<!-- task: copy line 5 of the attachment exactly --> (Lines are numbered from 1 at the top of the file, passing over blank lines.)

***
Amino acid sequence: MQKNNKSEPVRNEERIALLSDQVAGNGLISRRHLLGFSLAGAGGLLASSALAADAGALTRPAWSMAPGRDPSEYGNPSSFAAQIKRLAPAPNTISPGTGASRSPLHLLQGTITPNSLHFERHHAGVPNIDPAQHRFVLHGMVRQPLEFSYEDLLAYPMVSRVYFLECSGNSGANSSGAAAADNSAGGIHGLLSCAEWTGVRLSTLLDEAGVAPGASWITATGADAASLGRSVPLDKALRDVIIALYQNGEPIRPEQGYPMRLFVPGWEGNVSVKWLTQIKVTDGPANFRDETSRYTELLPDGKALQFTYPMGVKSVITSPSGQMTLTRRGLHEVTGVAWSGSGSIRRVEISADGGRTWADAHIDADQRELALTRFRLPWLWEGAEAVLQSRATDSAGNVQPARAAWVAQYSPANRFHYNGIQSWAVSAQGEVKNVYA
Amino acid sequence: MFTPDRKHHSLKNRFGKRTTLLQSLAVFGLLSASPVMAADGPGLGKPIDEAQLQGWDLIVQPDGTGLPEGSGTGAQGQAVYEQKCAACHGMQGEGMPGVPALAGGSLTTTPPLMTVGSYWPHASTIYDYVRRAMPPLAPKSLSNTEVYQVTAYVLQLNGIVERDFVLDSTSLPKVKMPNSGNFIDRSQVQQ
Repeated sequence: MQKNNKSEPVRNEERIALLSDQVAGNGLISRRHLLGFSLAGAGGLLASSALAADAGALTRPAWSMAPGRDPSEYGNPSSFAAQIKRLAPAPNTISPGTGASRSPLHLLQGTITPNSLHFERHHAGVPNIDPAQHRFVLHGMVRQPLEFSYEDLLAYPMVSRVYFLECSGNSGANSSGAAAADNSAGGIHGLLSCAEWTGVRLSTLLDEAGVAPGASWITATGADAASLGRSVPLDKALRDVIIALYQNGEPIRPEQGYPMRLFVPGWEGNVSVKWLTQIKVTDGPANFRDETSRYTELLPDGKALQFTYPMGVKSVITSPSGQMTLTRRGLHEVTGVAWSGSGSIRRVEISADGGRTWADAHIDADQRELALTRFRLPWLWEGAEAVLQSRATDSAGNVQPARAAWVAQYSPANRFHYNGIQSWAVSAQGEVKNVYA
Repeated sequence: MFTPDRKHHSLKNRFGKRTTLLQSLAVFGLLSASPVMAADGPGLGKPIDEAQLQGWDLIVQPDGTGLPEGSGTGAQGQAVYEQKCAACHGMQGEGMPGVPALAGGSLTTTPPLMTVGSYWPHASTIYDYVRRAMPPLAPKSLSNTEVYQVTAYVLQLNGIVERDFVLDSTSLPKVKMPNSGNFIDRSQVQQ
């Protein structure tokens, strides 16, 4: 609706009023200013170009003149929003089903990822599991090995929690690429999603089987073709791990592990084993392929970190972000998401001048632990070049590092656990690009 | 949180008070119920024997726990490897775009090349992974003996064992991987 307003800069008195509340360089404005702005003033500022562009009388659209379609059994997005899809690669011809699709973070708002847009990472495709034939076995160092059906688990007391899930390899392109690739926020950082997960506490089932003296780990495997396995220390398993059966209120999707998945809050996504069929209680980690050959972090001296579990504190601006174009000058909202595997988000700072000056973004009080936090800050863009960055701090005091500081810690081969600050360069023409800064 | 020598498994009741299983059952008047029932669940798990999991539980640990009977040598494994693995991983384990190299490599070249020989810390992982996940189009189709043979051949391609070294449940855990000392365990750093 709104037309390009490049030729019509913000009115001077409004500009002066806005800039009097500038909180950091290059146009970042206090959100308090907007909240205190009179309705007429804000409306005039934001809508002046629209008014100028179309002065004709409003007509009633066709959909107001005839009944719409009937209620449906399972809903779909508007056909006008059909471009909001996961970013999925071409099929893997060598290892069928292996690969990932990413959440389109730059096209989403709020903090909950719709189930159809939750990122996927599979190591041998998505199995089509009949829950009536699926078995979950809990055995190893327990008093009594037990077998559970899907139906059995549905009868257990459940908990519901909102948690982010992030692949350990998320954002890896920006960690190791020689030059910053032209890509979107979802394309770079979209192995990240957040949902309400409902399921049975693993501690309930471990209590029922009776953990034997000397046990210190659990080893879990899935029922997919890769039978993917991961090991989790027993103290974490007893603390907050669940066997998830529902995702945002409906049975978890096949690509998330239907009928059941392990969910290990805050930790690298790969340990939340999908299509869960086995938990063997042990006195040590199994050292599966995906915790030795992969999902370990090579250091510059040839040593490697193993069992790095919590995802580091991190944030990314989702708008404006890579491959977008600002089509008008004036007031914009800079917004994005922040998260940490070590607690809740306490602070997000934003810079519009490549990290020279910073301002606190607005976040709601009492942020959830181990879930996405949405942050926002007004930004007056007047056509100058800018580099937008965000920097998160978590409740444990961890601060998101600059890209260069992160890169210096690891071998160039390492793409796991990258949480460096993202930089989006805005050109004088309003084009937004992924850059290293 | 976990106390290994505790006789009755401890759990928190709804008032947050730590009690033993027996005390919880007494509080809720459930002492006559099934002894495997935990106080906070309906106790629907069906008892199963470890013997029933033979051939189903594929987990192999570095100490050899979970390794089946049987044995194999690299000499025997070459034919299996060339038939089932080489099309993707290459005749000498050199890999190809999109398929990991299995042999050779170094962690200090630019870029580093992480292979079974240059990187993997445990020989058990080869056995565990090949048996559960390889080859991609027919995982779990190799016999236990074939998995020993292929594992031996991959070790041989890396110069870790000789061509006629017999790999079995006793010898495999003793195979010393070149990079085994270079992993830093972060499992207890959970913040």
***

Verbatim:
């Protein structure tokens, strides 16, 4: 609706009023200013170009003149929003089903990822599991090995929690690429999603089987073709791990592990084993392929970190972000998401001048632990070049590092656990690009 | 949180008070119920024997726990490897775009090349992974003996064992991987 307003800069008195509340360089404005702005003033500022562009009388659209379609059994997005899809690669011809699709973070708002847009990472495709034939076995160092059906688990007391899930390899392109690739926020950082997960506490089932003296780990495997396995220390398993059966209120999707998945809050996504069929209680980690050959972090001296579990504190601006174009000058909202595997988000700072000056973004009080936090800050863009960055701090005091500081810690081969600050360069023409800064 | 020598498994009741299983059952008047029932669940798990999991539980640990009977040598494994693995991983384990190299490599070249020989810390992982996940189009189709043979051949391609070294449940855990000392365990750093 709104037309390009490049030729019509913000009115001077409004500009002066806005800039009097500038909180950091290059146009970042206090959100308090907007909240205190009179309705007429804000409306005039934001809508002046629209008014100028179309002065004709409003007509009633066709959909107001005839009944719409009937209620449906399972809903779909508007056909006008059909471009909001996961970013999925071409099929893997060598290892069928292996690969990932990413959440389109730059096209989403709020903090909950719709189930159809939750990122996927599979190591041998998505199995089509009949829950009536699926078995979950809990055995190893327990008093009594037990077998559970899907139906059995549905009868257990459940908990519901909102948690982010992030692949350990998320954002890896920006960690190791020689030059910053032209890509979107979802394309770079979209192995990240957040949902309400409902399921049975693993501690309930471990209590029922009776953990034997000397046990210190659990080893879990899935029922997919890769039978993917991961090991989790027993103290974490007893603390907050669940066997998830529902995702945002409906049975978890096949690509998330239907009928059941392990969910290990805050930790690298790969340990939340999908299509869960086995938990063997042990006195040590199994050292599966995906915790030795992969999902370990090579250091510059040839040593490697193993069992790095919590995802580091991190944030990314989702708008404006890579491959977008600002089509008008004036007031914009800079917004994005922040998260940490070590607690809740306490602070997000934003810079519009490549990290020279910073301002606190607005976040709601009492942020959830181990879930996405949405942050926002007004930004007056007047056509100058800018580099937008965000920097998160978590409740444990961890601060998101600059890209260069992160890169210096690891071998160039390492793409796991990258949480460096993202930089989006805005050109004088309003084009937004992924850059290293 | 976990106390290994505790006789009755401890759990928190709804008032947050730590009690033993027996005390919880007494509080809720459930002492006559099934002894495997935990106080906070309906106790629907069906008892199963470890013997029933033979051939189903594929987990192999570095100490050899979970390794089946049987044995194999690299000499025997070459034919299996060339038939089932080489099309993707290459005749000498050199890999190809999109398929990991299995042999050779170094962690200090630019870029580093992480292979079974240059990187993997445990020989058990080869056995565990090949048996559960390889080859991609027919995982779990190799016999236990074939998995020993292929594992031996991959070790041989890396110069870790000789061509006629017999790999079995006793010898495999003793195979010393070149990079085994270079992993830093972060499992207890959970913040």